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Biography of Lord Strathcona and Mount Royal
Chapter XX. The Strathcona Horse

The familiar saying, ''It never rains but it pours," was exemplified in this part of Lord Strathcona's career. Honors and titles were showered upon him. The list of them would fill a page. Not only in the political world, but in science and in the literary world generally, he was recognized and honored. He was made Privy Councillor, Fellow of the Royal Society, Doctor of Laws by the Universities of Cambridge, Aberdeen and Glasgow.

In 1899 he was Lord Rector of Aberdeen University and later became its Chancellor. It is difficult for us. to realize how completely he secured the esteem of all kinds of people in the Old Land, and with what ease he adapted himself to his new surroundings. The raw lad who left Scotland sixty years before and had been buried in the solitudes of Labrador and Hudson's Bay for thirty years, living the roughest and hardest kind of life, carried no trace of that crude and primitive experience, but bore himself in the most polished and learned circles with grace and dignity. In the presence of royalty, in the House of Lords, in great social functions, he acted as one accustomed to these surroundings all his life and wherever he went and whenever he addressed public meetings, which he often did, his conversation was full of references to Canada and that was the subject of his speeches. It is not possible to estimate the value to the Dominion of his advocacy of the land he loved. Thousands, because of his connections with it and because of his outstanding personality, became interested in the country, to which, before, they had given scarcely a passing thought.

As we have said, he was in possession of great wealth. We have given some instances, out of hundreds that might be mentioned, of his generous and philanthropic donations. There is one, however, which must not be overlooked, because of the thrill that went through the whole Empire and because of the Imperial spirit which it evidenced in the donor. This was the gift of the "Strathcona horse." The story of the Boer War has now become a matter of history. So rapidly do events move that what was in 1899 the scene of bloody strife in South Africa and armed resistance to the British Crown, has become a peaceful, loyal federation, of which one of the great leaders is a man who was a general in the rebel forces. It is not necessary to go into the merits or demerits of the procedure which brought about the terrible conflict. Opinions are divided on the question. One thing is certain, and that is that for a time the Empire was racked with anxiety. Gloom and depression prevailed everywhere.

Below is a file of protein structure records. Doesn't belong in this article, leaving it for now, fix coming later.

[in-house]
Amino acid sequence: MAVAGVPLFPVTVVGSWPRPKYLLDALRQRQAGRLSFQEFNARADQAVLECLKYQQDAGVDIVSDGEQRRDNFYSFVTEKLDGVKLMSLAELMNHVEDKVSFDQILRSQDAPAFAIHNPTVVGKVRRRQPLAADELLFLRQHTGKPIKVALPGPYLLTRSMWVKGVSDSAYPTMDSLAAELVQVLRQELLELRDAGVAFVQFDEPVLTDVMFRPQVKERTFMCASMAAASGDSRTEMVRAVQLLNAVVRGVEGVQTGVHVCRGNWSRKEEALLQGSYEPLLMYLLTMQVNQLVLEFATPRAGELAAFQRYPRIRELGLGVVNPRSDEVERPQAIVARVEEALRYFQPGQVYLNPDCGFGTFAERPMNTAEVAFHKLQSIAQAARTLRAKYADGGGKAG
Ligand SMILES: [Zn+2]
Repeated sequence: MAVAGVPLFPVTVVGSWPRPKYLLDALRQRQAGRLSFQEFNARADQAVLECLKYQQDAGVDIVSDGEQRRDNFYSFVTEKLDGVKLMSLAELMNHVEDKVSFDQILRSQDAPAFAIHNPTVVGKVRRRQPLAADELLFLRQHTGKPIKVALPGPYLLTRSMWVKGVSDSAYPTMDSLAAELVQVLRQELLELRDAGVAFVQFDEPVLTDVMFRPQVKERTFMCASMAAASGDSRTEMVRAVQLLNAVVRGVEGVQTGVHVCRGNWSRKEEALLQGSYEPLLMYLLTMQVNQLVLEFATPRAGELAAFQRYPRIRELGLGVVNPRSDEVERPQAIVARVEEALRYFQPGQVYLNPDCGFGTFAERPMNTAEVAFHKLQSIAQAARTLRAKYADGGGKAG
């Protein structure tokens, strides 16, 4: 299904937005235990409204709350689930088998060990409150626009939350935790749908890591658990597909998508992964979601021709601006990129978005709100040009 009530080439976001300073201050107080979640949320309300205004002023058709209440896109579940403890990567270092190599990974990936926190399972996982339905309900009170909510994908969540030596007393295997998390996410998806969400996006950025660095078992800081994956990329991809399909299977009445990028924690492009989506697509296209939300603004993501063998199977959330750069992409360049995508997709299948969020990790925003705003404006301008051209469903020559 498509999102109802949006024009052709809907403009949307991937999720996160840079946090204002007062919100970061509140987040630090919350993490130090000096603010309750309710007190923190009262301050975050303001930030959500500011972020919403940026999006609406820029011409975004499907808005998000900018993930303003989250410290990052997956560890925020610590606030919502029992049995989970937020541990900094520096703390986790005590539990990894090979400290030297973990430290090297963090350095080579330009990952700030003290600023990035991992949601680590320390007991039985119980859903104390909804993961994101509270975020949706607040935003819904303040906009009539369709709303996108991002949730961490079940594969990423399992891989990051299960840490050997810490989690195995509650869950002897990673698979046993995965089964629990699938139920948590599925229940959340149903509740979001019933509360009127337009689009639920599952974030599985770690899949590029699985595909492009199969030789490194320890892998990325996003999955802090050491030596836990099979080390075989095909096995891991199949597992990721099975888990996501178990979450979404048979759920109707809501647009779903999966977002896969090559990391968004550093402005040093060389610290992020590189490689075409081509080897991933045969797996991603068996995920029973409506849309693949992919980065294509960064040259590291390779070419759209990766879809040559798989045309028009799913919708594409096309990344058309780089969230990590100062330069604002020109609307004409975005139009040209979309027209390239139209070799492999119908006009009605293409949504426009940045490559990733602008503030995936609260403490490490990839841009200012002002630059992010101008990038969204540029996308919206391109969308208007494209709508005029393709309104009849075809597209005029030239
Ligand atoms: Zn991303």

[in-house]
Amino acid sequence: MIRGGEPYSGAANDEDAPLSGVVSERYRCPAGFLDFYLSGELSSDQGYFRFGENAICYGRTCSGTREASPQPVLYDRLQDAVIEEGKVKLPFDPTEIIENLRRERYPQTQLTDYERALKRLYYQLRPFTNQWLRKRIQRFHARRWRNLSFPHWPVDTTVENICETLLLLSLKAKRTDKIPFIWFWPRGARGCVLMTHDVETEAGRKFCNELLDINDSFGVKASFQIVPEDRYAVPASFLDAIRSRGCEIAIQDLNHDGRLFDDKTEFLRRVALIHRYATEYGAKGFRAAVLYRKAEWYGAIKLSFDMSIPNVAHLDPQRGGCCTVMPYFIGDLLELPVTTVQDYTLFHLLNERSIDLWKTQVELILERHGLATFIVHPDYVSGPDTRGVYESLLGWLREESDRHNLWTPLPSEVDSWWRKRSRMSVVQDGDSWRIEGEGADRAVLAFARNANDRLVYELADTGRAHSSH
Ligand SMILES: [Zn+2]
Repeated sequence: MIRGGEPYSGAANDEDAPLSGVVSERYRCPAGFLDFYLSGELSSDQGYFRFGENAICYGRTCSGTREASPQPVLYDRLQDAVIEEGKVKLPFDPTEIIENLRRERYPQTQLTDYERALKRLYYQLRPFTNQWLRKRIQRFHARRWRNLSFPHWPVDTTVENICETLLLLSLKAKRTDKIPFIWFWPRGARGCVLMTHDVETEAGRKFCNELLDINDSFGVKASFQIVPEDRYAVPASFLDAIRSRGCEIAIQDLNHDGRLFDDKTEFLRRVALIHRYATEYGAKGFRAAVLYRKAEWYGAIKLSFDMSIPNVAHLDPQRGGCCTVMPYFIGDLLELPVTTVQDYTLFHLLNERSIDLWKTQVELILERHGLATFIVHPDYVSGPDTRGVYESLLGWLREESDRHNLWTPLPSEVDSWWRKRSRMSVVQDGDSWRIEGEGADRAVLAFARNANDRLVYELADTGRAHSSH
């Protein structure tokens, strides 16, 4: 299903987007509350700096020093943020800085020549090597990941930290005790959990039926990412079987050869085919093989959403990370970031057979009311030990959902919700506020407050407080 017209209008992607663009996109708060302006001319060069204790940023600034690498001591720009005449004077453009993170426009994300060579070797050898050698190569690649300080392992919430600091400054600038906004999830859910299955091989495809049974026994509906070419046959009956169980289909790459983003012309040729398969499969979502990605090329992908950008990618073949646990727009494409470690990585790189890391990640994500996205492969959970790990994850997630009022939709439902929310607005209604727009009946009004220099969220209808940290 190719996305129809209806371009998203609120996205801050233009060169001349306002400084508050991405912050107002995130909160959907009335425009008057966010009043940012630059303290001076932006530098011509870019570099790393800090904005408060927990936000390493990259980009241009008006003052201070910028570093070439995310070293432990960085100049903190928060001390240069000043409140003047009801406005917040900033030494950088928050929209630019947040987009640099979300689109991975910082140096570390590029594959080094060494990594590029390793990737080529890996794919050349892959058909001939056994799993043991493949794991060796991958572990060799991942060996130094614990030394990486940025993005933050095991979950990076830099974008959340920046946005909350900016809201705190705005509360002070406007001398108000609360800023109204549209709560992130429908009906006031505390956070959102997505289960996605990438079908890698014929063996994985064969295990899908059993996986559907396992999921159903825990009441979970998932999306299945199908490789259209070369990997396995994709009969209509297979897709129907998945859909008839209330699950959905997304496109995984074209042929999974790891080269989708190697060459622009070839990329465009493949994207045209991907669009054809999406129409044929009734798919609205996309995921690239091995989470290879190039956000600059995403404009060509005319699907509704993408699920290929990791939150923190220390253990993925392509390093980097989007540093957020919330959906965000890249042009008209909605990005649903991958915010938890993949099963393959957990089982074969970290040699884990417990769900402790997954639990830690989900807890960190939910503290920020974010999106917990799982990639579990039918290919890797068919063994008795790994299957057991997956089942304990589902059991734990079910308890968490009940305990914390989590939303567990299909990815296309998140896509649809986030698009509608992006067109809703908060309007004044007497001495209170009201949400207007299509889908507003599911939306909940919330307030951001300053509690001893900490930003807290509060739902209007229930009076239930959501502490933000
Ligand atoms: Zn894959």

At first the British armies met with reverse after reverse. From different parts of the Empire volunteer troops gathered to the help of the Motherland. Lord Strathcona followed the course of the struggle with the keenest interest. His life in the backwoods of Canada had fitted him to understand the conditions under which the British troops were fighting and the difficulties they had to encounter. It was no ordinary warfare. It was not one trained and disciplined army of regulars pitted against another. The Boer forces were really aggregations of highly trained and expert individuals of splendid marksmanship and initiative. On the vast plains of that country and amid their mountain fastnesses, they seemed invulnerable to the methods of the regular army. Lord Strathcona was convinced that they must be met in their own fashion and confronted by men of the same calibre and training—men who could sit long in the saddle and whose rifles were unerring. With this feeling he made his famous proposal, which stirred the pulses of patriotism throughout the Empire, but especially in Canada. He offered to present to the Imperial force, at his own expense, a body of nearly seven hundred men, drawn from Western Canada, and fully equipped for service in the Boer War. The cost of this outfit would be a million dollars. His offer was gladly accepted and the preparations for the expedition were soon completed. Before the men sailed, Lord Strathcona spoke a few words of farewell.

The speech was brief but memorable. "I know," he said, ''that you are fit for the work that lies before you, and that in everything you do you will be a credit to Canada. I know you will do your duty, and you can do no more. God speed you and give you a safe return." His few words made a deep impression on the men. One of them said afterwards that they all ''felt moved almost to tears. We knew that the old man believed in us, and we silently swore to be worthy of his trust." Doubtless, on the South African veldt, in many a charge, the memory of the old man's simple confidence inspired them to do their best. They were an effective part of the army, and earned from the enemy the name of "British Boers"—owing to their method of warfare being more like the Boer methods than the other portions of the British army.

Such a gift, costly as it was, could not be measured in terms of money. Its chief value lay in the fact that it was an object-lesson to the world of the strength of the Imperial sentiment and of the resources of the British Empire. The British Isles were but the centre of a vast circle of young and vigorous nations who gloried in their relationship to the older land and were keen and ready to respond to her call. It was a notice "to whom it might concern" that in any conflict with Great Britain they would have to reckon, not only with the people of the Motherland, but with those other peoples, her children, who were making homes for themselves in distant quarters of the globe. It meant the crystallization of the sentiment of Empire into a concrete example and the introduction into the world of a new and inspiring factor which must ultimately make for peace and security.

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